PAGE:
"I went, watched practice and sat on the side during a walk-through," Muschamp said. "I talked with Nick for about 20 minutes, and we kind of hit it off."
One month later, LSU needed a secondary coach and Fisher and assistant Rick Trickett recommended Muschamp. Much like the Florida job, he was hired in about 48 hours. He credits Saban, now Alabama's coach, with helping him become who he is today.
"I certainly wouldn't be in the shoes I'm in now if not for the opportunity he gave me at LSU, so I'm appreciative of that," Muschamp said. "Philosophically we believe a lot of the same things about running a football team and an organization and how you do it. … Having discipline within the program with the players, having accountability, responsibility. There are a lot of similarities I had a great working relationship with Nick. He's very smart, detail-oriented, very organized in what he wants to do and the vision he sees for his program."
Saban said Muschamp is among the best assistants who have come under his tutelage.
"Will is always one of my favorites," Saban said. "He's a hard worker, he's got great principles and values, and philosophically as a football coach he's a really hard worker. He's very enthusiastic, has a leadership quality about him that really affects people in a positive way, especially players. I think he'll do a really good job. He's done a really good job everywhere he's been."
Muschamp joined Brown's staff at Texas in 2008 after two seasons as Auburn's defensive coordinator and secondary coach. It was at Texas that he made such a strong impression that he was named the coach-in-waiting. After so many moves over the course of his career, Muschamp said he would be the coach at Texas until they fired him.
He meant it, his father said. Until Florida came along.
"It's a dream come true for him," Larry Muschamp said.
Leading by example
"Get ready, we're going to get this thing right again," Muschamp told Florida senior quarterback John Brantley in his inaugural meeting with the team in January.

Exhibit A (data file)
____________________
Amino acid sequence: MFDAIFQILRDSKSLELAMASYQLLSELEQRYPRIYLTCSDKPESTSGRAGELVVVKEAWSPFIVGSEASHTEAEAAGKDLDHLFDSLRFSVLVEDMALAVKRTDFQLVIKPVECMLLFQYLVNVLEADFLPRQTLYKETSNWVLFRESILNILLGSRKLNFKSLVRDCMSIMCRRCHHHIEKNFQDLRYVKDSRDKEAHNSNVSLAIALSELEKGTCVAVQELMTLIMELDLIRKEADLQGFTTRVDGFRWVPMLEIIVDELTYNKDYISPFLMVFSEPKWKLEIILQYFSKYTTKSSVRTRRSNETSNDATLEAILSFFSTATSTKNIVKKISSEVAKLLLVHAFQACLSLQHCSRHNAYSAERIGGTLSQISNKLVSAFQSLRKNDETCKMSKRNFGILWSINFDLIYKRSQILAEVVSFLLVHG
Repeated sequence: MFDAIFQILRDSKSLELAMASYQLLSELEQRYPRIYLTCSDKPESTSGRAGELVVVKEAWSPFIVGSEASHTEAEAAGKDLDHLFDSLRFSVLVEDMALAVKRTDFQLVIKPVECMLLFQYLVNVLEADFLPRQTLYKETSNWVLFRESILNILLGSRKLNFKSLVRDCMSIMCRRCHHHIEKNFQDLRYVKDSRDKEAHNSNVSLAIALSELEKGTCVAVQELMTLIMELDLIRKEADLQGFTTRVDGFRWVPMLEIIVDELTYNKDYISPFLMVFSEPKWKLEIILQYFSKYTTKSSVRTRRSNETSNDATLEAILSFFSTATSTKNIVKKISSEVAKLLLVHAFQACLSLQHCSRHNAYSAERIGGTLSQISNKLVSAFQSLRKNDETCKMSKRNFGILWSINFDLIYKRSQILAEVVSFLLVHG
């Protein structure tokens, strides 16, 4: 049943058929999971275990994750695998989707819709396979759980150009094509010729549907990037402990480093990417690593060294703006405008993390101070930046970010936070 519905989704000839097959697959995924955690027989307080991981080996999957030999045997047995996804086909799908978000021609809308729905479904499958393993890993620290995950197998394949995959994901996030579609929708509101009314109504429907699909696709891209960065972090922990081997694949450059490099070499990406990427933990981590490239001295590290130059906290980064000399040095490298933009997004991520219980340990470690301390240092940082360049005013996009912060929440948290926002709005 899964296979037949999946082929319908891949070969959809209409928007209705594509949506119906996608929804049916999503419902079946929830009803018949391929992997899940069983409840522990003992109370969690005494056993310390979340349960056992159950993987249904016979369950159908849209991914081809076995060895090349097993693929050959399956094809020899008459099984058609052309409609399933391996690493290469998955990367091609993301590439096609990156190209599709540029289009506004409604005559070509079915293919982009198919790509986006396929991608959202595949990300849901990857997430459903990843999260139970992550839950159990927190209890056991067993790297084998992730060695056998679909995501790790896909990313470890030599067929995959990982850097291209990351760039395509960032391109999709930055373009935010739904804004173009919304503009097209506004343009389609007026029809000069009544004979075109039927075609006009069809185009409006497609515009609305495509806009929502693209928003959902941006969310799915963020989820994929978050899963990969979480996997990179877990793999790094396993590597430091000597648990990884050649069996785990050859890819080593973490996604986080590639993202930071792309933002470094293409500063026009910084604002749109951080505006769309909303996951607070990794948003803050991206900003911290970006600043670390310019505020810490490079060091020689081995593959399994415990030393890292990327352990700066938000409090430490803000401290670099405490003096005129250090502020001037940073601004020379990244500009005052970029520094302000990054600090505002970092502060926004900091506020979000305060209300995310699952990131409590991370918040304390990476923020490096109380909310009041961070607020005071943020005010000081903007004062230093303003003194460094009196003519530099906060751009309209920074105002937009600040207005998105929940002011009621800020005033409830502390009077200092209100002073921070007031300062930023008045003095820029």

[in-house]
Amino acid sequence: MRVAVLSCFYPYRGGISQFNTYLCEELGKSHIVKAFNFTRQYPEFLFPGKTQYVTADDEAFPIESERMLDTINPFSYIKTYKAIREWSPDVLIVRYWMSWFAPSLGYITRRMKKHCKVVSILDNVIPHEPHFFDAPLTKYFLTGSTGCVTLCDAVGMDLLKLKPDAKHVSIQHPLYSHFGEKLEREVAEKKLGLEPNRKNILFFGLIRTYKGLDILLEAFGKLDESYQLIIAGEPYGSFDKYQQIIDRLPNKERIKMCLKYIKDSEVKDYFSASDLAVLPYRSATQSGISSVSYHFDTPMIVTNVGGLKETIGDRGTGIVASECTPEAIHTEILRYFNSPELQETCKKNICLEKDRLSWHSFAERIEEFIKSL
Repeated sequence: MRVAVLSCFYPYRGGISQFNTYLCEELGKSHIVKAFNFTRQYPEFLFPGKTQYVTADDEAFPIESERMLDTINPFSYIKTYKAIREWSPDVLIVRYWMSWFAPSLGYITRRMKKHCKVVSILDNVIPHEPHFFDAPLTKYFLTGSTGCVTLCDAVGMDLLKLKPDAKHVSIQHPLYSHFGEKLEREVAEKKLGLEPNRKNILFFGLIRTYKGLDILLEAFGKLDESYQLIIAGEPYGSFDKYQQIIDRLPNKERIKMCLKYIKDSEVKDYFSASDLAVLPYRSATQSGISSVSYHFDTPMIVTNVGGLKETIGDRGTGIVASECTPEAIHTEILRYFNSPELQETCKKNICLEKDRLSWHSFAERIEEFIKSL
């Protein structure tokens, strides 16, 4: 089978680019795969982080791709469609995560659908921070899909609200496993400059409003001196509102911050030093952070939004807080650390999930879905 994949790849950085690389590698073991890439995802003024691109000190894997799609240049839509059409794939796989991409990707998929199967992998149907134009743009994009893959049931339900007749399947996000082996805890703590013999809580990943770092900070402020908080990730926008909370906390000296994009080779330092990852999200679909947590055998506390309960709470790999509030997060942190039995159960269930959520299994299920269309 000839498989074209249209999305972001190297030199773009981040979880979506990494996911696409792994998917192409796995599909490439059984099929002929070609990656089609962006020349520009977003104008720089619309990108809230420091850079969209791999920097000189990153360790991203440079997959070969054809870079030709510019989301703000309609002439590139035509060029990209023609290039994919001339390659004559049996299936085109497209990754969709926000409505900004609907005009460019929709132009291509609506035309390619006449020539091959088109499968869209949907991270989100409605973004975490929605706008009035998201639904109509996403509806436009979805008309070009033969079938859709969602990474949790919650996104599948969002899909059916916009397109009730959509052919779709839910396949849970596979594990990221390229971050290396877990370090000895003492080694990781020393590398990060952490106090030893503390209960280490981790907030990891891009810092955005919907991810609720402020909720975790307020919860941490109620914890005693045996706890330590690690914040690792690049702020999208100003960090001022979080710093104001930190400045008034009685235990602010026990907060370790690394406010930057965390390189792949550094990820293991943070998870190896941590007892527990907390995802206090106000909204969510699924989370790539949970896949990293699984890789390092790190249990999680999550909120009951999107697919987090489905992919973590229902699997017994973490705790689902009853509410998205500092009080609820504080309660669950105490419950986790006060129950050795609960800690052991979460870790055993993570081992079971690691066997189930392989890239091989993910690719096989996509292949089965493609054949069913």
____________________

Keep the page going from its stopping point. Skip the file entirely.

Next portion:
And then, like the detailed task-master he's known as, he set a plan. He gave his staff notebooks with his strategy for the first 100 days. He began letting players know what he would do — and most of all what he expected of them in return.
"You could tell he was a guy who was going to demand respect, but at the same time he gave us respect right away," defensive end William Green said. "He was very professional. The whole staff has brought a professional attitude, and you can see it has carried over to all of the players. It's much more business-like."
Muschamp's recognition of every player on the team — including walk-ons and non-star players, has endeared him to the team.
"He's a real personable guy," Brantley said. "I always see him walking into the training room after one of his workouts saying hey to anybody. Even if they are not on the team, he'll act like they are on the team. He's just a real nice guy. Real personable. And I think that's still some of the position coach in him. He's just a great coach to play for. I'm proud to say that he's our coach."
It is, Muschamp said, what makes him who he is as a coach.
"I think the strength of me as a coach is relating with people," he said. "It really doesn't matter whether you have head coaching experience or not. When it all boils down to it, it's about relating with people. Every kid has got a key, and it's your job as a coach, whether you're the head coach or a position coach or coordinator, to find that key."
Since he took over in January, UF has the No. 4 recruiting class for 2012, a testament to his reputation as a top-notch recruiter. Five players have transferred since his arrival and All-SEC cornerback Janoris Jenkins was dismissed after his third run-in with the law. It comes with the territory, Muschamp said.
"When you're in the business of education and you're educating young people, you're constantly having a mental conditioning stage for making good choices and decisions," Muschamp said. "And regardless of what you do and sometimes the type of people they're around, sometimes they make poor choices and decisions. That's part of the educational process as well. That's the job we're in. We wear a lot of hats as a football coach. It's not just what we do on Saturday afternoon."
Florida opened fall camp Saturday, and Muschamp admits he has briefly thought about what it will be like to run out of the tunnel as the Gators' head coach for the first time on Sept. 3. But with so much uncertainty at key positions, just getting his team ready consumes him most.
"I know he'll be successful at Florida because he'll work harder than anybody there," his father said. "And they'll all see that, they'll all know that. And they'll be better because he's there. That's just part of his persona."
Antonya English can be reached at English@sptimes.com. Follow her coverage at gators.tampabay.com.